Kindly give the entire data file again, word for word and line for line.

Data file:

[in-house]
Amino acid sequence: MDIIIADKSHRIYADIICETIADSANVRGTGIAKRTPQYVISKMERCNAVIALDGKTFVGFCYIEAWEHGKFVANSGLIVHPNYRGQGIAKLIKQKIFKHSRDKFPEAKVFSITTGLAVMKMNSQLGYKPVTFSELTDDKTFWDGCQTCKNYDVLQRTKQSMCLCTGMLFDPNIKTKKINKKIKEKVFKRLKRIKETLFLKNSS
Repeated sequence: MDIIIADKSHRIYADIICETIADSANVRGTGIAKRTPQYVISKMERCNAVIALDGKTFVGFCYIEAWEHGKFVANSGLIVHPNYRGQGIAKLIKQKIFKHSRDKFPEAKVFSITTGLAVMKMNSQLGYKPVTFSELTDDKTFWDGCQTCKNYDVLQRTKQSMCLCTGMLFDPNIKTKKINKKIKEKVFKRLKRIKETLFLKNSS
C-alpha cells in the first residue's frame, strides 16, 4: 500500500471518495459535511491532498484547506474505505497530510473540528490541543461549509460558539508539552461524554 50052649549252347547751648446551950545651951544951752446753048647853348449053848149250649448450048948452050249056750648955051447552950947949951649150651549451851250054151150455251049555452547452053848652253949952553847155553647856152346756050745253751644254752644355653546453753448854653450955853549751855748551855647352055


[in-house]
Amino acid sequence: MDIIIADKSHRIYADIICETIADSANVRGTGIAKRTPQYVISKMERCNAVIALDGKTFVGFCYIEAWEHGKFVANSGLIVHPNYRGQGIAKLIKQKIFKHSRDKFPEAKVFSITTGLAVMKMNSQLGYKPVTFSELTDDKTFWDGCQTCKNYDVLQRTKQSMCLCTGMLFDPNIKTKKINKKIKEKVFKRLKRIKETLFLKNSS
Repeated sequence: MDIIIADKSHRIYADIICETIADSANVRGTGIAKRTPQYVISKMERCNAVIALDGKTFVGFCYIEAWEHGKFVANSGLIVHPNYRGQGIAKLIKQKIFKHSRDKFPEAKVFSITTGLAVMKMNSQLGYKPVTFSELTDDKTFWDGCQTCKNYDVLQRTKQSMCLCTGMLFDPNIKTKKINKKIKEKVFKRLKRIKETLFLKNSS
C-alpha cells in the first residue's frame, strides 16, 4: 500500500471518495459535511491532498484547506474505505497530510473540528490541543461549509460558539508539552461524554 50052649549252347547751648446551950545651951544951752446753048647853348449053848149250649448450048948452050249056750648955051447552950947949951649150651549451851250054151150455251049555452547452053848652253949952553847155553647856152346756050745253751644254752644355653546453753448854653450955853549751855748551855647352055